Dyson spends what felt to me like an inordinate amount of time on the work of Nils Aall Barricelli, who hung around the Institute from 1953 to 1956 making digital models of the origin and early evolution of life. Barricelli comes across as a half-mad prophet of a coming digital age, when life will make the transition from biological to digital forms. Dyson makes portentous parallels between the computer work of Barricelli and the structure of DNA, unraveled around the same time: as the code of life came to be understood, we were also developing living codes. It is along these lines that Turing's Cathedral gets really wild. Maybe, says Dyson, certain computer codes are already alive, already evolving, with the most successful ones using us to create millions of copies of themselves all over the world. Or maybe biological and digital life are merging, and some biological organisms will pass through a developmental stage in digital form (scanning of DNA for flaws and fixing them) before emerging as bodies; maybe the minds of programmers are just a stage in the lives of digital programs.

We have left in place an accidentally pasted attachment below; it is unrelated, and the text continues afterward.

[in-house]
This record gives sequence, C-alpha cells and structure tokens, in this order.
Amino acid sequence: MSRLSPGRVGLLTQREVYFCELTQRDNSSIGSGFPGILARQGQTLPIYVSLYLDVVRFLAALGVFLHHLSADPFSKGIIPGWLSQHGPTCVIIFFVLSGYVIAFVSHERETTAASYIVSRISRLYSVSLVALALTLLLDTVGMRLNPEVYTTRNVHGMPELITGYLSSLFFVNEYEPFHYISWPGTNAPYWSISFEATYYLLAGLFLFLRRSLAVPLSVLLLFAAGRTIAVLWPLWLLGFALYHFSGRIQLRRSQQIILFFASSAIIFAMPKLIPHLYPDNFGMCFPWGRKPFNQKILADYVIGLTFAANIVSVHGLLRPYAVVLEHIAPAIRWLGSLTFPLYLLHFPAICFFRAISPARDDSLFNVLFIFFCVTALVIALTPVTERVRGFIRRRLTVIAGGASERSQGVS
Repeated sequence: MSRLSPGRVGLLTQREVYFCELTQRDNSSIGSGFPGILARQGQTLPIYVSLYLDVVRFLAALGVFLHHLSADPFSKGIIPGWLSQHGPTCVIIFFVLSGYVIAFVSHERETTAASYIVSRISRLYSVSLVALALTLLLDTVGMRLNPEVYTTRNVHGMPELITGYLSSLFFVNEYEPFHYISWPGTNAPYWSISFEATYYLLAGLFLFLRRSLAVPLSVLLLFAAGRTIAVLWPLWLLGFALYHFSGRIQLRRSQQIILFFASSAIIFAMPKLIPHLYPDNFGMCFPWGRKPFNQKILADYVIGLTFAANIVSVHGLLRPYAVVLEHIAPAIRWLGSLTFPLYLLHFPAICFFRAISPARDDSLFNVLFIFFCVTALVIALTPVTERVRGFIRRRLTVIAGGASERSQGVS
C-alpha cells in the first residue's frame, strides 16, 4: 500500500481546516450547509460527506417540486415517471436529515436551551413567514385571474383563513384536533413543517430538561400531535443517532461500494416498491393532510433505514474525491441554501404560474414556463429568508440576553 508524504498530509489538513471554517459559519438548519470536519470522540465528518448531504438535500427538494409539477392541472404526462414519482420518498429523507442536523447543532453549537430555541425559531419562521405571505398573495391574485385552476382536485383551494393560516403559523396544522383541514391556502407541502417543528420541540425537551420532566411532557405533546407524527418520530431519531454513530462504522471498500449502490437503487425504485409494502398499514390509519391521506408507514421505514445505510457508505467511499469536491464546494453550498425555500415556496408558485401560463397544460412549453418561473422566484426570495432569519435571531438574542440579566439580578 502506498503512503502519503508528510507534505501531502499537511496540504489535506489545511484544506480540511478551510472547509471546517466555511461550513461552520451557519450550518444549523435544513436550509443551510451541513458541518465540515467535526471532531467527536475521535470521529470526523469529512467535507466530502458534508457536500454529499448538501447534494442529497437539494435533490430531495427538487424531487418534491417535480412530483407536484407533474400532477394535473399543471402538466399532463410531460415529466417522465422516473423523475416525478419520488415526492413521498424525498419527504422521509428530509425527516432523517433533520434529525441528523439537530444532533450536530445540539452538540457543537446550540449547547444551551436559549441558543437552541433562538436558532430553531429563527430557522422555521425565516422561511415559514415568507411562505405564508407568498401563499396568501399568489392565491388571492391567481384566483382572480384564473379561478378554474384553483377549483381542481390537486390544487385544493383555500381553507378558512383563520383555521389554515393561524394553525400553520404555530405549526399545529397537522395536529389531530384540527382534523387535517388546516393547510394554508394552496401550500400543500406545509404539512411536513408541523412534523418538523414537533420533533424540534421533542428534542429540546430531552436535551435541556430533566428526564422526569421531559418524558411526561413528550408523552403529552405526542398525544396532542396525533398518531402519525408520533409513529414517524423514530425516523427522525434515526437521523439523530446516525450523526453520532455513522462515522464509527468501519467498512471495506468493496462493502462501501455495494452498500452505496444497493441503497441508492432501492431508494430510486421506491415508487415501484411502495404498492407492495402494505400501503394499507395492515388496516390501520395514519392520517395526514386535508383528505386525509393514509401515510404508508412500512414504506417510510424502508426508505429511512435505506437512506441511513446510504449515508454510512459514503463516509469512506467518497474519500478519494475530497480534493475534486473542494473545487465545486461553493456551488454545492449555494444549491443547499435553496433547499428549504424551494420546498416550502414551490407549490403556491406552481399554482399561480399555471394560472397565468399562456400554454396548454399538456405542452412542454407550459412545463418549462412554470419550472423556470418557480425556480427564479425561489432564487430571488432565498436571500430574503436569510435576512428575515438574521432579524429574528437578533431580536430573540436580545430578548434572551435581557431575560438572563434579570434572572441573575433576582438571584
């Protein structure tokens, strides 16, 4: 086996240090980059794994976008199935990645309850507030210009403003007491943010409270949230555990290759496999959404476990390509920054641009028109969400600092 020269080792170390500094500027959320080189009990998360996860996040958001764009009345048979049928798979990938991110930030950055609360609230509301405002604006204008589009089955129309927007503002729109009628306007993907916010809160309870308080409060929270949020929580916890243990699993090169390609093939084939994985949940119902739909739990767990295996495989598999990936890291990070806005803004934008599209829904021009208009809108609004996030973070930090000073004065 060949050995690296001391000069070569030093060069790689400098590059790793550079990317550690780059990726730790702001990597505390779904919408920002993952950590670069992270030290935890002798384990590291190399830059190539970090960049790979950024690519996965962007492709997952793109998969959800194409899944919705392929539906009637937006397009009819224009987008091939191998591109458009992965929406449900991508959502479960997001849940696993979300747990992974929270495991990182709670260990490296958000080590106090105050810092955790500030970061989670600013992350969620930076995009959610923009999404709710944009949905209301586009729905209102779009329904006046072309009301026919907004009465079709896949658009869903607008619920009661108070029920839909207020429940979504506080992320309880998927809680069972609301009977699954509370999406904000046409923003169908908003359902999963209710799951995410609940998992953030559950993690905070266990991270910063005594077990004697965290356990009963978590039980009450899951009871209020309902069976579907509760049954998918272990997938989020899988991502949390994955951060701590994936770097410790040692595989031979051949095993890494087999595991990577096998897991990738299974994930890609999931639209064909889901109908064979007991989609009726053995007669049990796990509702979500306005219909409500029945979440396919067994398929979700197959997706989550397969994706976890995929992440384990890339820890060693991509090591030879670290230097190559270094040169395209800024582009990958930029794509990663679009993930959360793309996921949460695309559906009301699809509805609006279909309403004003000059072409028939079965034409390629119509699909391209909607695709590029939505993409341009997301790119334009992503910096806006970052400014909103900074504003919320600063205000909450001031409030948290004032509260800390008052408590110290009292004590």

Turing's Cathedral is many things: history, biography, technical manual, thought experiment. It delves into both the particular social world of the Institute for Advanced Study in the 1940s and the possible future world of living machines. It is weird and occasionally annoying. But it is generally fascinating, and if you have any interest in these things I recommend  it highly.